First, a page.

Saturday, September 24, 2011

Millionaires, Real Millionaires and Billionaires

John Steele Gordon in The Washington Post joins those pointing out that Americans with incomes over $1 million do pay more income tax: Five myths about millionaires.
According to the IRS, those with adjusted gross incomes of more than $1 million paid an average of 23.3 percent in federal income taxes in 2008; those earning between $100,000 and $200,000 paid 12.7 percent; and those earning between $50,000 and $100,000 paid 8.9 percent. Half of American families don’t make enough money to pay income taxes at all.
Wish Gordon's column didn't perpetuate the confusion between people with net worths of $1 million or more and people with incomes of $1 million or more. (Gordon assumes a net-worth of $1 million can generate interest of $50,000 a year. That's far from safe and easy these days.)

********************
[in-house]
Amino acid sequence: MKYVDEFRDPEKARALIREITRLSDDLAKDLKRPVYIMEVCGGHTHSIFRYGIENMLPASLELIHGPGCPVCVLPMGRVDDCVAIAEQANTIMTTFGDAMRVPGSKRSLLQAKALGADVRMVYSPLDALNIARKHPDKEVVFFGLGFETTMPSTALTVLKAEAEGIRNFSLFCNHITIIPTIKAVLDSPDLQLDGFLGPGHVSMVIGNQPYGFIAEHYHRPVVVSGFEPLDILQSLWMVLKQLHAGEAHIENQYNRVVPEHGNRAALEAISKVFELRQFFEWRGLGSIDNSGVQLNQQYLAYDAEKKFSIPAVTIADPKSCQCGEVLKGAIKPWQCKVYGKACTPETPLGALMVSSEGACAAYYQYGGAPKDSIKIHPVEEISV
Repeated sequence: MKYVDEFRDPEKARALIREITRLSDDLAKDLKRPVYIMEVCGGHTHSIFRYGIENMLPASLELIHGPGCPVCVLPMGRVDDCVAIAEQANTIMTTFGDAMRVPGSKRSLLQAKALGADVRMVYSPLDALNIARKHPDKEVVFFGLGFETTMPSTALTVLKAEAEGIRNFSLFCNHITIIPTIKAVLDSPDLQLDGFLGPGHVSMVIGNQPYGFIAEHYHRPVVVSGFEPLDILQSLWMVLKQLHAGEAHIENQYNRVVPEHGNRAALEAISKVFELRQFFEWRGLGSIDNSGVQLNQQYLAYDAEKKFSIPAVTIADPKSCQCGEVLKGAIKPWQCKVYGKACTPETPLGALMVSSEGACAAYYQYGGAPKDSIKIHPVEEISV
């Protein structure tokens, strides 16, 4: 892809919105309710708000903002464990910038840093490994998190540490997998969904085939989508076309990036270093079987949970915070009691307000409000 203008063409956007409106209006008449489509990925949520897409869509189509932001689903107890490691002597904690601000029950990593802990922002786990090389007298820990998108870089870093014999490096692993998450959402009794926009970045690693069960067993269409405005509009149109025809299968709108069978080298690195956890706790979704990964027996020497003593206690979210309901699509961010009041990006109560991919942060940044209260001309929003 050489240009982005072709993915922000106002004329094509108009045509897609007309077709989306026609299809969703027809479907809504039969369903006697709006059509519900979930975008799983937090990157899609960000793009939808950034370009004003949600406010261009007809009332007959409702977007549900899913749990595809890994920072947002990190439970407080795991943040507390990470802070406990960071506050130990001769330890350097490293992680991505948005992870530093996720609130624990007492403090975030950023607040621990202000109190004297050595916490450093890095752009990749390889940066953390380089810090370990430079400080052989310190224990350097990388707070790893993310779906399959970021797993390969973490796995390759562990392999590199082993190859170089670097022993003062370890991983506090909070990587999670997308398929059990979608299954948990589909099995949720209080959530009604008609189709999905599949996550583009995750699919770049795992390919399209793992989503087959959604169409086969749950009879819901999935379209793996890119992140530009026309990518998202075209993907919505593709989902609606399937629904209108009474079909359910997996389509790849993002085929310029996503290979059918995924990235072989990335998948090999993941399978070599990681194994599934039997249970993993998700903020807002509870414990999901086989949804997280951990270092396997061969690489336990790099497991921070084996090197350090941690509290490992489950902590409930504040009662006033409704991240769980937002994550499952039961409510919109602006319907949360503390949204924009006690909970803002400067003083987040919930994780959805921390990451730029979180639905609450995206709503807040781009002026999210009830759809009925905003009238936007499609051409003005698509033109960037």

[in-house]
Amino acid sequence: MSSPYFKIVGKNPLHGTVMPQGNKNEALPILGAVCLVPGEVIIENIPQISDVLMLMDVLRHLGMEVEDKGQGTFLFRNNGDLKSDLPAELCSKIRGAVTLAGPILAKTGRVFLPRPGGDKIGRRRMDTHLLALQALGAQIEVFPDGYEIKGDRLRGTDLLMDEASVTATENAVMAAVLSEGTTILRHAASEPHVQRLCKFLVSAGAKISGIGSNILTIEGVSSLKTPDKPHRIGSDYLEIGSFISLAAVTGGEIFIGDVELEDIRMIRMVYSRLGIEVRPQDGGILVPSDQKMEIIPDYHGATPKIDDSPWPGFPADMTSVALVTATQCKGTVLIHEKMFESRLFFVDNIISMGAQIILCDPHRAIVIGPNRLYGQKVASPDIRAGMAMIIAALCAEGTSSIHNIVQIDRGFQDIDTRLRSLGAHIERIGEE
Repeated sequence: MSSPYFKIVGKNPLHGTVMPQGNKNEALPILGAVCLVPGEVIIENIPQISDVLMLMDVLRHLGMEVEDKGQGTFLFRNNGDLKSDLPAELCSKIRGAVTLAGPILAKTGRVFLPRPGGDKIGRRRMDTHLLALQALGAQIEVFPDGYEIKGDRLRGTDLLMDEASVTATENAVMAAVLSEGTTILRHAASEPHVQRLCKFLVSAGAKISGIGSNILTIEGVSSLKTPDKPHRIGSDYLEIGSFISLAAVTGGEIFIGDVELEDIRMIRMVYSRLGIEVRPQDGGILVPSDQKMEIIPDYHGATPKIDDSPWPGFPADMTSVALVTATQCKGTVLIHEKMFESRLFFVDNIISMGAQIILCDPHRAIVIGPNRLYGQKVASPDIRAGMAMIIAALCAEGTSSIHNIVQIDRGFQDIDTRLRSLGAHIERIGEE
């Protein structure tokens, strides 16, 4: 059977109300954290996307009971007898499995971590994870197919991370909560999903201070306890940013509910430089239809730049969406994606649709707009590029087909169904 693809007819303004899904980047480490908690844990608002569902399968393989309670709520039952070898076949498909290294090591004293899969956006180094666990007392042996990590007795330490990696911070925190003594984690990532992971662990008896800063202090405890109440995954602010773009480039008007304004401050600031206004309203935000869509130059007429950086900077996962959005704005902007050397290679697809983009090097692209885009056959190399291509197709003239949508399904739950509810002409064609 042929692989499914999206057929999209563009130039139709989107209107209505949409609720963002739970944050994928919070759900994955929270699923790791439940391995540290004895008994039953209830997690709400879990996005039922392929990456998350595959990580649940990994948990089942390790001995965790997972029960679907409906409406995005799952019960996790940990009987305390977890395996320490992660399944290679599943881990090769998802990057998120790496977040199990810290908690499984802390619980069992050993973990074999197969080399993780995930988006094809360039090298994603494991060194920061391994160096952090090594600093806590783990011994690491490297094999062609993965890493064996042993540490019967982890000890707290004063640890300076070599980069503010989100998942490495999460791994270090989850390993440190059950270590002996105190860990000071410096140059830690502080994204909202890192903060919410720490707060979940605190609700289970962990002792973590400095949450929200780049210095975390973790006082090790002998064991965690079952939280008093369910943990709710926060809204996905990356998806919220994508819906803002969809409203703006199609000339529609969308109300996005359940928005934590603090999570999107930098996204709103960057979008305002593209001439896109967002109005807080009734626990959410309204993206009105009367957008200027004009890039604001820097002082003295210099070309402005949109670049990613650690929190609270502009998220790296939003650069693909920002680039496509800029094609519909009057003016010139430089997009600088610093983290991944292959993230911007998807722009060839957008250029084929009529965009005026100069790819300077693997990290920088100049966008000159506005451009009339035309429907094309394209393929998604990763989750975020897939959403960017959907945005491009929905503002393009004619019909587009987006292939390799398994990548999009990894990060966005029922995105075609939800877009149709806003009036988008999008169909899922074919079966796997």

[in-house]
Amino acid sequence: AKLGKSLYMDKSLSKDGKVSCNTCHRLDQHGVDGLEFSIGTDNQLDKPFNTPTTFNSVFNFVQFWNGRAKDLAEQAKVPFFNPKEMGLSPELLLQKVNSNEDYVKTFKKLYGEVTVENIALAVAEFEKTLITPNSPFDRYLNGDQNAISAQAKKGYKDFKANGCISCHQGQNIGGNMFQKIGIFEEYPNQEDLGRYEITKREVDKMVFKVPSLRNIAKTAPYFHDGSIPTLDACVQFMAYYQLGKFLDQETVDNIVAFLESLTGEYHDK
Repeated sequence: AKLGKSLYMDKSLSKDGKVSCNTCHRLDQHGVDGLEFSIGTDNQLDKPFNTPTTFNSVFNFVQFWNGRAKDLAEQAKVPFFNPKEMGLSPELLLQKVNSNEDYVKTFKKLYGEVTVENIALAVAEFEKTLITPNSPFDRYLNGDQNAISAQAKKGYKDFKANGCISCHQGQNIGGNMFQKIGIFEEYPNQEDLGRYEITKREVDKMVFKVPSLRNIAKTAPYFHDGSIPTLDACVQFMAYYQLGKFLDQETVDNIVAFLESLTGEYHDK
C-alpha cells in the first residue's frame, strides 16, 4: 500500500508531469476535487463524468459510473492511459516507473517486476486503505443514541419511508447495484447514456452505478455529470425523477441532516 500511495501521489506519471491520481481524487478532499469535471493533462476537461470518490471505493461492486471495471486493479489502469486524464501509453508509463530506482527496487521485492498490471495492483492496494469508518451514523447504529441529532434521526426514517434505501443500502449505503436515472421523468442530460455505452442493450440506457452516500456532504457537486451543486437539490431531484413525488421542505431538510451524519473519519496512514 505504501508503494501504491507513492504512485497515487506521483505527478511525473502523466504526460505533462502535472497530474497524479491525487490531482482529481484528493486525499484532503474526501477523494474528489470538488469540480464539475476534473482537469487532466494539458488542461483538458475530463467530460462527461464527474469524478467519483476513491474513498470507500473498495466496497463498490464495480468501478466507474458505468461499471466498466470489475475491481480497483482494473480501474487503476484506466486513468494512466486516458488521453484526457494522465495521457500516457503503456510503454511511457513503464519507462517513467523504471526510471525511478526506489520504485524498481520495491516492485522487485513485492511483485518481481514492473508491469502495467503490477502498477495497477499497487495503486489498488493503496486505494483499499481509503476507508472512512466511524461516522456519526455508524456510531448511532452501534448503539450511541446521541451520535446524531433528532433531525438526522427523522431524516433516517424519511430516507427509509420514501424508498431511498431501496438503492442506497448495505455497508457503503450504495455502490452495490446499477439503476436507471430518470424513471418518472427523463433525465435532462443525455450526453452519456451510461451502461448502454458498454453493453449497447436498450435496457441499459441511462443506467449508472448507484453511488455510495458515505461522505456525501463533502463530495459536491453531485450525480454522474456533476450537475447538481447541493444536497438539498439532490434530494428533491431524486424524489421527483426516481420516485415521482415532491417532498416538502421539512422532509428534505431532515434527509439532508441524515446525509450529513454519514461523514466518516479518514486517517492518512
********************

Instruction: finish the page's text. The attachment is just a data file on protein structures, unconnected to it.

In The New York Times, Paul Sullivan discusses Warren Buffett – who is a billionaire, not a millionaire – and his secretary, who clearly makes a lot more than the average executive assistant. Sullivan's description of the president's proposed phase-outs of certain exemptions and deductions suggests they could inflict serious pain, moving people with income exxceeding the 28% bracket into effective rates far higher than 35%.

Oh, well. As Ron Lieber points out, at least some of these poor souls might avoid the AMT.

How to Tell a Billion From a Million

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